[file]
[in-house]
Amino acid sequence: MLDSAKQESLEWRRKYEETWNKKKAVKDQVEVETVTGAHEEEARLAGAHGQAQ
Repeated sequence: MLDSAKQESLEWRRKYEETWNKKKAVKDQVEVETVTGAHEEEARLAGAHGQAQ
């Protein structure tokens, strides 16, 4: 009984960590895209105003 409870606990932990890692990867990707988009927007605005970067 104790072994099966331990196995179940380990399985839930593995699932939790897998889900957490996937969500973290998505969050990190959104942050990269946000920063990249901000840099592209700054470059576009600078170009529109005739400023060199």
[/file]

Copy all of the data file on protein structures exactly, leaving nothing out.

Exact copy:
[in-house]
Amino acid sequence: MLDSAKQESLEWRRKYEETWNKKKAVKDQVEVETVTGAHEEEARLAGAHGQAQ
Repeated sequence: MLDSAKQESLEWRRKYEETWNKKKAVKDQVEVETVTGAHEEEARLAGAHGQAQ
């Protein structure tokens, strides 16, 4: 009984960590895209105003 409870606990932990890692990867990707988009927007605005970067 104790072994099966331990196995179940380990399985839930593995699932939790897998889900957490996937969500973290998505969050990190959104942050990269946000920063990249901000840099592209700054470059576009600078170009529109005739400023060199």